When asked to contribute to this series on the future of conservatism, I hesitated because it seemed to me that in both the US and Europe what was most needed was not a new form of conservatism but rather a reinvention of the left. For more than a generation we have been under the sway of conservative ideas, against which there has been little serious competition. In the wake of the financial crisis and the rise of massive inequality, there should be an upsurge of leftwing populism, and yet some of the most energised populists both in the US and Europe are on the right. There are many reasons for this, but one of them is surely that publics around the world have very little confidence that the left has any credible solutions to our current problems.
The rise of the French Socialists and Syriza in Greece does not belie this fact; both are throwbacks to an old and exhausted left that will sooner rather than later have to confront the dire fiscal situation of their societies. What we need is a left that can stem the loss of rich-world middle class jobs and incomes through forms of redistribution that do not undermine economic growth.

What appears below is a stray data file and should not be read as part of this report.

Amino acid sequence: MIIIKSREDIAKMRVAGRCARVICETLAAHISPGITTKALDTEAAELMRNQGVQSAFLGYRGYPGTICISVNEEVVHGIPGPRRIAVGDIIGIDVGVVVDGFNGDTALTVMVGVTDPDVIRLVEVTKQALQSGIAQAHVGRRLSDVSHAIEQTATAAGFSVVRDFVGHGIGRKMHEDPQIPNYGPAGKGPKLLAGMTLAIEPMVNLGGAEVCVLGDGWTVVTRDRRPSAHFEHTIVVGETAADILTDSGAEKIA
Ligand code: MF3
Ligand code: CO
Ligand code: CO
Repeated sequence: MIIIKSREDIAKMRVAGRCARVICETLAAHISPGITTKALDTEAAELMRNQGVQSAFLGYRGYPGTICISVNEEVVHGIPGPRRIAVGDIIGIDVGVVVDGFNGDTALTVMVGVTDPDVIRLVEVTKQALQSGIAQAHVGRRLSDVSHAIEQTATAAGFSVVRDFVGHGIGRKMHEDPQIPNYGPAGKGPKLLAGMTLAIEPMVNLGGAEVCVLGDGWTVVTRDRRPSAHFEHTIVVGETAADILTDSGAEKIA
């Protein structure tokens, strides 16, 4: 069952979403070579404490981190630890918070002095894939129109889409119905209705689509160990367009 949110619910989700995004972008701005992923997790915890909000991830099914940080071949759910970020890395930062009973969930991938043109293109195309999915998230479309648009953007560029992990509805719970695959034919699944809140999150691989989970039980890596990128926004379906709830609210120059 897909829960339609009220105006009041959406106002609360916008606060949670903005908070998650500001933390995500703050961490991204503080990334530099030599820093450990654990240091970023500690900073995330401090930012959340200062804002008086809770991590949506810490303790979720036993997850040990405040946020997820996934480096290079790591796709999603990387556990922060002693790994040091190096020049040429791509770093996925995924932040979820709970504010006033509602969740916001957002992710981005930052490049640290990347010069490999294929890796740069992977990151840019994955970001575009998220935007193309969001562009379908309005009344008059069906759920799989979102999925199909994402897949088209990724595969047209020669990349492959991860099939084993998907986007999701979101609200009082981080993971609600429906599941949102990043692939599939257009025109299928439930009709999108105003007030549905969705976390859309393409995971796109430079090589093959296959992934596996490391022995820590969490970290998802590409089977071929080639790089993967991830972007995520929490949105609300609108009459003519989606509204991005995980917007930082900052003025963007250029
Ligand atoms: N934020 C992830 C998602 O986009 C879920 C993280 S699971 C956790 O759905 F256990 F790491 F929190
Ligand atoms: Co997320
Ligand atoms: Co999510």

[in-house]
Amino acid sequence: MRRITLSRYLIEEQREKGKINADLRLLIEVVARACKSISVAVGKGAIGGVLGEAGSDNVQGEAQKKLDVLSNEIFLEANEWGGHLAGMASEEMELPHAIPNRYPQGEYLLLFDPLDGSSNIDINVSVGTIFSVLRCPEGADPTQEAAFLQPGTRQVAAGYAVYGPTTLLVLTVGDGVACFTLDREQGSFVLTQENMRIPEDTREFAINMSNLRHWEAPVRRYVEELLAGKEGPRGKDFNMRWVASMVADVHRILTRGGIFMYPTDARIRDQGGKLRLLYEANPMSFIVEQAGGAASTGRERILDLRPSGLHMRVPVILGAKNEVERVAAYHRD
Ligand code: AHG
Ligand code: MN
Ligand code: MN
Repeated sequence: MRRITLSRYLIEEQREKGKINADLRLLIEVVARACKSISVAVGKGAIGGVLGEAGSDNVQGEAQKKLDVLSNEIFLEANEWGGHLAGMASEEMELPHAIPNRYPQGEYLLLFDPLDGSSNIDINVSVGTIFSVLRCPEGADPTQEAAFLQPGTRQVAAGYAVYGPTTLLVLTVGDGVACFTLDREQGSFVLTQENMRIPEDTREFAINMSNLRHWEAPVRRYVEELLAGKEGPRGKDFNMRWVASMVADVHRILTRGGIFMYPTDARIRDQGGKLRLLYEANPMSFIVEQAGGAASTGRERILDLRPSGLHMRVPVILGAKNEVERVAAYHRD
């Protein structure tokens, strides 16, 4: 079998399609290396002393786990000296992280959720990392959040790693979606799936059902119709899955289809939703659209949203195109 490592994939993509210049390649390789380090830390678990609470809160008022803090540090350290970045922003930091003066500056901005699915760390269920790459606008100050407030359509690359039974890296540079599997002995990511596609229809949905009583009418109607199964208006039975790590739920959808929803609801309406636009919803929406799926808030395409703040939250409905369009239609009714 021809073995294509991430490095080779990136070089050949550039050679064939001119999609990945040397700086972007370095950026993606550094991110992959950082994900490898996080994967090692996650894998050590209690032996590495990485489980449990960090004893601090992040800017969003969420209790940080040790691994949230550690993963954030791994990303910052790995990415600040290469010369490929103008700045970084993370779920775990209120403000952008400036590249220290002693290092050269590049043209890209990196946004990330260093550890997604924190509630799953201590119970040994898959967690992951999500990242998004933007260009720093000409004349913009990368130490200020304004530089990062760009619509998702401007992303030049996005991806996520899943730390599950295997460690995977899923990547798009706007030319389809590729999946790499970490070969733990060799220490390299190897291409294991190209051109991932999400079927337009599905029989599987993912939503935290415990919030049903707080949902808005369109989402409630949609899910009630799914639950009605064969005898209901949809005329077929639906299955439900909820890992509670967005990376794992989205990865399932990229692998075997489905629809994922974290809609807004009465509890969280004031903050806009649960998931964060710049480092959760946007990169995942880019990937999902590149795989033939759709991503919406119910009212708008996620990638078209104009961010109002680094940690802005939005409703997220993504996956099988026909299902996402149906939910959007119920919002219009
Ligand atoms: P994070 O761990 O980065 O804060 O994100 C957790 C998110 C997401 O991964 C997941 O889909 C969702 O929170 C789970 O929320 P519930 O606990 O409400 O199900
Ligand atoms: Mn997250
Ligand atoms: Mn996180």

The video with English subtittles.
Video with the English subtitles.
Video in English.
Video in English.
May 2012. Moscow State University. Sociological Faculty.
The fall of the Berlin Wall was a tragedy for the Soviet world, it was the collapse of the system established by the Yalta Peace Agreement.
Alexander Dugin talks about the need for Russia to build a contemporary, distinctly-Russian school of philosophy from the ground up, thereby creating an alternative to Western philosophical teachings and paving the way for a new Russia that is intellectually dominant and self-sufficient.